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Assessment Of Health Care Reaches Record Lows: Survey

By Brad Perry Oct 4, 2022 | 12:51 PM

A record number of Atlantic Canadians are not happy with the quality of health care.

That is according to the results of a new survey by Narrative Research released Tuesday.

When asked to rate the overall quality of health care currently available, 85 per cent considered it to be fair or poor.

“Negative perceptions (ratings of fair or poor) are prevalent across all four Atlantic Canadian provinces, and have notably increased in all four provinces over the past two years,” said the report.

When broken down by province, health care quality was rated as fair or poor by 90 per cent of respondents in Newfoundland and Labrador, up from 52 per cent two years earlier.

The number stood at 85 per cent in New Brunswick (up from 50 per cent), 83 per cent in Prince Edward Island (up from 39 per cent) and 83 per cent in Nova Scotia (up from 60 per cent).

Narrative Research noted a discrepancy between overall perceptions of health care and the actual quality of health care services received in the past 12 months.

“Personal satisfaction among Atlantic Canadians regarding health care services they have received over the past year is notably more positive than the overall assessment of health care in general, but nonetheless, at lowest recorded levels,” said the survey.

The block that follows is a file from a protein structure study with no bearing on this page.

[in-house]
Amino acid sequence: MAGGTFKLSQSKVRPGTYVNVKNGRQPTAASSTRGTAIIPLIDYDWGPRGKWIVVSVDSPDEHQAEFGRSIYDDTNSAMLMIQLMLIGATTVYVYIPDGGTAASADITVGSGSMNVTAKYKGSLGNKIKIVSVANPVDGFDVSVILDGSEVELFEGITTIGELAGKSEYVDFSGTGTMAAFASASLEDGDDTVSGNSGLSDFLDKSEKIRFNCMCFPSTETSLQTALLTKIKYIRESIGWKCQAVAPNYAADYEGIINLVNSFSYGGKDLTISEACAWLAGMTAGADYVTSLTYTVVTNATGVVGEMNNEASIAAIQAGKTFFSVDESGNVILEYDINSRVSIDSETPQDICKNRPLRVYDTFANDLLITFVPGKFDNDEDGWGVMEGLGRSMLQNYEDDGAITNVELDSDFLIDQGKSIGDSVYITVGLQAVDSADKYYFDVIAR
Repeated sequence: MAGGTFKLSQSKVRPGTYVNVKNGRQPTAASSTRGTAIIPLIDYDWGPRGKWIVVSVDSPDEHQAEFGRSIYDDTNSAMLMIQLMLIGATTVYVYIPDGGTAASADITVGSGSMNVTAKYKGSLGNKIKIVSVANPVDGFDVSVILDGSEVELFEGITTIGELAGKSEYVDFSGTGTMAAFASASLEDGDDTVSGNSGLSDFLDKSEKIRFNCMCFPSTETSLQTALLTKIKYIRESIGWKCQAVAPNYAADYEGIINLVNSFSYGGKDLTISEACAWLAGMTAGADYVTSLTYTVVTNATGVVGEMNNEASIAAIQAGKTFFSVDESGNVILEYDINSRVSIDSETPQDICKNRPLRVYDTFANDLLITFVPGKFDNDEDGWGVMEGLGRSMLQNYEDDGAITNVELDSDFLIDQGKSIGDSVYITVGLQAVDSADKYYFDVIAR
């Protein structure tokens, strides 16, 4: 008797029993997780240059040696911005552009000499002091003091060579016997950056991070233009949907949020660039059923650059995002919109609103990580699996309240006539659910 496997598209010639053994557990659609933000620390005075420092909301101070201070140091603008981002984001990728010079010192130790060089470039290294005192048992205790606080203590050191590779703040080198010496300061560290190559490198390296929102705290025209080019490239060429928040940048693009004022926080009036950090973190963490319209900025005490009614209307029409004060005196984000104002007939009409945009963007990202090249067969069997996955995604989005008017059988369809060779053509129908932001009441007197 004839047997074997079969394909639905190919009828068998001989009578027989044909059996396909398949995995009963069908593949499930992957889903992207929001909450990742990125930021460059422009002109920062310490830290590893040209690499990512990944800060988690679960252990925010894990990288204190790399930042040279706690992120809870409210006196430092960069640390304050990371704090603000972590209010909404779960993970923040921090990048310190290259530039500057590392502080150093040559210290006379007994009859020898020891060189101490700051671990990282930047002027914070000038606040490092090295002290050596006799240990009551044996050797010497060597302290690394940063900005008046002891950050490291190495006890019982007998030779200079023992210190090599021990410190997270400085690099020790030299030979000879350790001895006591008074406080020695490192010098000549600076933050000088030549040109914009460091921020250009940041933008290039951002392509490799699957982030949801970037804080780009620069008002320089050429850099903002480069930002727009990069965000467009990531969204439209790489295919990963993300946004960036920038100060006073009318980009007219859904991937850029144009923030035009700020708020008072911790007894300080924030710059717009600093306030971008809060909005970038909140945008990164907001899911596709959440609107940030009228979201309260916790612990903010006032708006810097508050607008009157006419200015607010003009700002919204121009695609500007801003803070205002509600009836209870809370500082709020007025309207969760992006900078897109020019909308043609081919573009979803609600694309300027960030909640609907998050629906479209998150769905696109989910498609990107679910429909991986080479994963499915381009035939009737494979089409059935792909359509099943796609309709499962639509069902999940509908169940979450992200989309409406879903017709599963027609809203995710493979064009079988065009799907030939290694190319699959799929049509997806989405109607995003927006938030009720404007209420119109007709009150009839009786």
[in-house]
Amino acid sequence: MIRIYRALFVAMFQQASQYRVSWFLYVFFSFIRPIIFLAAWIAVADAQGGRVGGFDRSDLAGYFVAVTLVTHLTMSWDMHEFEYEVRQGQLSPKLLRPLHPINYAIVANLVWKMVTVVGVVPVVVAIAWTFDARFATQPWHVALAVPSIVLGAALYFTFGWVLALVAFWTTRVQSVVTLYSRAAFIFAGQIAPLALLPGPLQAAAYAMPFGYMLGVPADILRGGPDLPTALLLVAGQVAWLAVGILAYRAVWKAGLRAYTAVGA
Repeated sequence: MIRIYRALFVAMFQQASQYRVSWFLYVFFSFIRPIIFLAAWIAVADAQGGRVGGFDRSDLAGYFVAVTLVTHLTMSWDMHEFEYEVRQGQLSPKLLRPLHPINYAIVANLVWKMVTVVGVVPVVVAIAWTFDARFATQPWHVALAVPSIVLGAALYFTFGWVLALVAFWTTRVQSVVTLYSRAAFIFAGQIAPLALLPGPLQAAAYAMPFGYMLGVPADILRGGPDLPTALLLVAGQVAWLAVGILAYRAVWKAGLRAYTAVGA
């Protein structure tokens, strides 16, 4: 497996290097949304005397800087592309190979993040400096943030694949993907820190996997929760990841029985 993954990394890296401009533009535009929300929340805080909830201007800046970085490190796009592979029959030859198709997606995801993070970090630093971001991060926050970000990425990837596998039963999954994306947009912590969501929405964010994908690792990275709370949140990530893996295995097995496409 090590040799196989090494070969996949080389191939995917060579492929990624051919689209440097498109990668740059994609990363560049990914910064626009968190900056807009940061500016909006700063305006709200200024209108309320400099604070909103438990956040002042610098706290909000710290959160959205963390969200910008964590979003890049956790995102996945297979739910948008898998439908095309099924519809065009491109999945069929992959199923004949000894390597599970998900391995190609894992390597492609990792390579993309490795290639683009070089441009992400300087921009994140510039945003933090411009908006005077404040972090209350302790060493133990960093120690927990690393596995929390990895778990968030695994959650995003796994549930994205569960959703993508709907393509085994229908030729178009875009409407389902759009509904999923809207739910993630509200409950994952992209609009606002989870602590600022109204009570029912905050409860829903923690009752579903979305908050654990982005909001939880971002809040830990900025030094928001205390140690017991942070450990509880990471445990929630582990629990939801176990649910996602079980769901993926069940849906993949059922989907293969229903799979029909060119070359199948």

Just over half of Atlantic Canadians are now satisfied with the care they have received in the past 12 months, while four in ten express some level of dissatisfaction.

P.E.I. residents are the most satisfied with the health care service they have received at 62 per cent, followed by Nova Scotia at 56 per cent, New Brunswick at 53 per cent, and Newfoundland and Labrador at 49 per cent.

Challenges related to access were the top reasons why people were dissatisfied, according to the survey.

Difficulty getting appointments with a family doctor/primary care provider came in first, followed by delayed appointments/long wait for appointments with specialists.

“Atlantic Canadians are far less critical of the actual care they receive once they get it,” said Margaret Brigley, CEO and partner of Narrative Research.

“But with health care staff shortages throughout the region, accessing care is clearly problematic – whether it be access to primary care, tests, or emergency care. Access is unmistakably the root of the problem.”

The results are part of Narrative Research’s Atlantic Quarterly and are based on a sample of 1,500 adult Atlantic Canadians, conducted from August 3-31, 2022, with overall results accurate to within ± 2.5 percentage points, 95 out of 100 times.


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